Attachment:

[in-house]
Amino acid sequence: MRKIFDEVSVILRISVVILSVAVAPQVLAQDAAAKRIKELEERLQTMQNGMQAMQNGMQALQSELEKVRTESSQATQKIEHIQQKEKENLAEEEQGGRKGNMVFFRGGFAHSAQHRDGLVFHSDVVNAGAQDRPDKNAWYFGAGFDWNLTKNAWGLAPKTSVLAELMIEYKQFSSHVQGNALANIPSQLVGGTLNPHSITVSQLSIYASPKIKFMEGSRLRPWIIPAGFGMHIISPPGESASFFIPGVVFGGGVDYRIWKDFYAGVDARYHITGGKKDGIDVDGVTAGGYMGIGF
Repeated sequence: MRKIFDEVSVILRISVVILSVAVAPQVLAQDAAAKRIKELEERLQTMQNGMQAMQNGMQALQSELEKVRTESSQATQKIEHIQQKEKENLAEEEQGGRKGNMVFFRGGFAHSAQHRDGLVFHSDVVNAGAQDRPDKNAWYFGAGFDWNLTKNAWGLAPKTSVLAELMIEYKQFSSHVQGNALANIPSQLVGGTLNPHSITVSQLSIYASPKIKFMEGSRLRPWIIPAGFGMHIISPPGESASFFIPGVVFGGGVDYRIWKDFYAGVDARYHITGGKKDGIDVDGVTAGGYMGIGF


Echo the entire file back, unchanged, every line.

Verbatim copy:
[in-house]
Amino acid sequence: MRKIFDEVSVILRISVVILSVAVAPQVLAQDAAAKRIKELEERLQTMQNGMQAMQNGMQALQSELEKVRTESSQATQKIEHIQQKEKENLAEEEQGGRKGNMVFFRGGFAHSAQHRDGLVFHSDVVNAGAQDRPDKNAWYFGAGFDWNLTKNAWGLAPKTSVLAELMIEYKQFSSHVQGNALANIPSQLVGGTLNPHSITVSQLSIYASPKIKFMEGSRLRPWIIPAGFGMHIISPPGESASFFIPGVVFGGGVDYRIWKDFYAGVDARYHITGGKKDGIDVDGVTAGGYMGIGF
Repeated sequence: MRKIFDEVSVILRISVVILSVAVAPQVLAQDAAAKRIKELEERLQTMQNGMQAMQNGMQALQSELEKVRTESSQATQKIEHIQQKEKENLAEEEQGGRKGNMVFFRGGFAHSAQHRDGLVFHSDVVNAGAQDRPDKNAWYFGAGFDWNLTKNAWGLAPKTSVLAELMIEYKQFSSHVQGNALANIPSQLVGGTLNPHSITVSQLSIYASPKIKFMEGSRLRPWIIPAGFGMHIISPPGESASFFIPGVVFGGGVDYRIWKDFYAGVDARYHITGGKKDGIDVDGVTAGGYMGIGF